Russian President Vladimir Putin has warned that Moscow will be “forced to react” if the UK supplies to Ukraine with armor-piercing tank ammunition containing depleted uranium.
Putin was reacting on Tuesday to the news that British Minister of State for Defense Annabel Goldie had confirmed that munitions containing depleted uranium were part of a military aid program sent to Ukraine with tanks from Challenger 2 fight.
“The UK…announced not only the supply of tanks to Ukraine, but also DU shells. If that happens, Russia will be forced to react,” Putin told reporters after talks with the Chinese leader Xi Jinping in the Kremlin.
“If all of this happens, Russia will have to react accordingly, given that the West is already collectively starting to use nuclear-component weapons,” Putin said, without giving further details.
In response to questions about ammunition, Goldie said on Monday that “along with our granting of a squadron of Challenger 2 main battle tanks to Ukraine, we will be providing ammunition, including armour-piercing shells containing uranium impoverished”.
The ammunition was “very effective in defeating modern tanks and armored vehicles”, she said.
Depleted uranium is a by-product of the nuclear enrichment process used to make nuclear fuel or nuclear weapons. Its heaviness lends itself to use in armour-piercing cartridges as it helps them easily penetrate steel.
The United Nations Environment Program has classified these munitions as “chemically and radiologically toxic heavy metals”.
Britain’s Ministry of Defense on Tuesday dismissed Putin’s warning, saying armor-piercing shells had been standard equipment for decades and had “nothing to do with nuclear weapons or capabilities”.
The ministry accused Russia of deliberate misinformation for calling the munitions “weapons with a nuclear component”.
“Russia knows this, but is deliberately trying to misinform,” the ministry said.
The Institute for the Study of Warfare, a US-based think tank, said Wednesday that Putin described the munitions as “escalating to deter Western security aid despite the shells containing no fissile or radiological material”.
#Cheese fries framed the Western supply of sold-out products #uranium ammunition to #Ukraine as a significant escalation in order to strengthen information operations aimed at deterring Western security assistance to Ukraine and placing the responsibility for negotiations on the West. https://t.co/uKu57EPD6V https://t.co/wZkkniNhP5
—ISW (@TheStudyofWar) March 22, 2023
Russian Defense Minister Sergei Shoigu said the UK’s move left fewer steps before a potential “nuclear collision” between Russia and the West.
“Another step has been taken, and there are fewer and fewer left,” he told reporters in comments quoted by Russian news agencies.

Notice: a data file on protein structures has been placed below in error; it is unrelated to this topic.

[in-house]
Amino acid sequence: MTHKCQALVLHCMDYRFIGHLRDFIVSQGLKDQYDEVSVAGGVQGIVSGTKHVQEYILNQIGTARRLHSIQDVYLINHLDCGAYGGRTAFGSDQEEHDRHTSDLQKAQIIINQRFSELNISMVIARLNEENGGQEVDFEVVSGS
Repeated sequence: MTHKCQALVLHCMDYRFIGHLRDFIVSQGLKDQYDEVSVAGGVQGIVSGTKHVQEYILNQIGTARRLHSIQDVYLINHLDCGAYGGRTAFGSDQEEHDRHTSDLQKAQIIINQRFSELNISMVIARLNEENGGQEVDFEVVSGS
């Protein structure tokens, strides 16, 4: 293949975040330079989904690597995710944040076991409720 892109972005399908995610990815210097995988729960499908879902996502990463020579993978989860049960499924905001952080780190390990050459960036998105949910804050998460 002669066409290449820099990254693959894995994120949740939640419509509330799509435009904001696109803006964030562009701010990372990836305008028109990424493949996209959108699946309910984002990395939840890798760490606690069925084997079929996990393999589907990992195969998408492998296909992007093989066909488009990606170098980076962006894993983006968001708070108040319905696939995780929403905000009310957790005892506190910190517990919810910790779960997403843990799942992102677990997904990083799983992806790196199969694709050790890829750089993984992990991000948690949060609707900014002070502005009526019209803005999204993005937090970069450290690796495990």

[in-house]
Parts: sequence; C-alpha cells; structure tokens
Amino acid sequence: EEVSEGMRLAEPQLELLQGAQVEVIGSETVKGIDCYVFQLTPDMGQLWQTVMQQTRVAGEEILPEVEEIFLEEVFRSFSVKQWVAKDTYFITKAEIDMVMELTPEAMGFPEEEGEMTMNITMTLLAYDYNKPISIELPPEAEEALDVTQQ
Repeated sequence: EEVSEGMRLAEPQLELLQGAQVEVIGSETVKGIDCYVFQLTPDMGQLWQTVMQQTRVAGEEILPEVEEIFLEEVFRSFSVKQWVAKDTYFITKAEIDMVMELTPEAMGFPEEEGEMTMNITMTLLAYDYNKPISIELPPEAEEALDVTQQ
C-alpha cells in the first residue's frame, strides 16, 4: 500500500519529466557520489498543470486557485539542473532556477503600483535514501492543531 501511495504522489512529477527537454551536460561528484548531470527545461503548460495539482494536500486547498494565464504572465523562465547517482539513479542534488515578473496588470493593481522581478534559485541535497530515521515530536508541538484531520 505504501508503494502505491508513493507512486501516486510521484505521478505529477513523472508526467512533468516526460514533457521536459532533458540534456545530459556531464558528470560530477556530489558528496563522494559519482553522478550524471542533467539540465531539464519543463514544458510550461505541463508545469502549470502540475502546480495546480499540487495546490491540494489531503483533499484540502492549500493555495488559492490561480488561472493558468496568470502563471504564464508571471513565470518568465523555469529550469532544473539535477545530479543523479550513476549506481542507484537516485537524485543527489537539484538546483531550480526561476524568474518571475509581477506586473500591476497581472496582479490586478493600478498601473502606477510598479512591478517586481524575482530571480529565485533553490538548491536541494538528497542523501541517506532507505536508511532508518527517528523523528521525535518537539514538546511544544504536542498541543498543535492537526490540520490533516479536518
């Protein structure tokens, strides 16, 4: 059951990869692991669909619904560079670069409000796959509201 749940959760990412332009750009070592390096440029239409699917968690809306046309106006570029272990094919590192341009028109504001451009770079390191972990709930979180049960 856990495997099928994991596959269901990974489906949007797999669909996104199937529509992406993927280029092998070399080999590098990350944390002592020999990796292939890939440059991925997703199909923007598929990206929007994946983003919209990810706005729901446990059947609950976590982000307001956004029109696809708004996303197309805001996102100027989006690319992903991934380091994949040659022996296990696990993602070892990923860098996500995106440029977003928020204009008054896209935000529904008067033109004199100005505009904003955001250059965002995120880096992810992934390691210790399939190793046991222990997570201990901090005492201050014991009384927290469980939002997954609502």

Russian politicians and commentators have made a series of combative remarkss since the invasion of Ukraine last year, suggesting that Moscow would be – if necessary – ready to deploy its vast nuclear arsenal.
The Campaign for Nuclear Disarmament (CND), an anti-nuclear organisation, condemned the UK’s decision to send the munitions, calling it “an additional environmental and health disaster for those living in conflict”, as dust toxic or radioactive can be released on impact. .
“The CND has repeatedly called on the UK government to impose an immediate moratorium on the use of depleted uranium weapons and to fund long-term studies into their health and environmental impacts,” the secretary said. general of the CND, Kate Hudson, according to Agence France-Presse.
Earlier, Russian Foreign Ministry spokeswoman Maria Zakharova called the plan a “Yugoslavian scenario”, saying the munitions caused cancer and infected the environment. Russian Foreign Minister Sergei Lavrov said the plan showed the UK “had lost its bearings”.
Hamish de Bretton-Gordon, former commander of the UK’s Royal Tank Regiment, said it was ‘reckless’ for Putin to ‘try to suggest that Britain send nuclear material’ to Israel Ukraine.
He said depleted uranium is a common component of tank cartridges, possibly even used by Russia.
“Putin insinuating that this is some kind of nuclear weapon is madness,” de Bretton-Gordon told The Associated Press. “Depleted uranium is completely inert. It is impossible to create a nuclear reaction or a nuclear explosion with depleted uranium.
In a joint statement released after their meeting in Moscow on Tuesday, Putin and Xi warned against any move that could push the Ukrainian conflict into an “uncontrollable phase”, adding pointedly that there can be no winners in a nuclear war.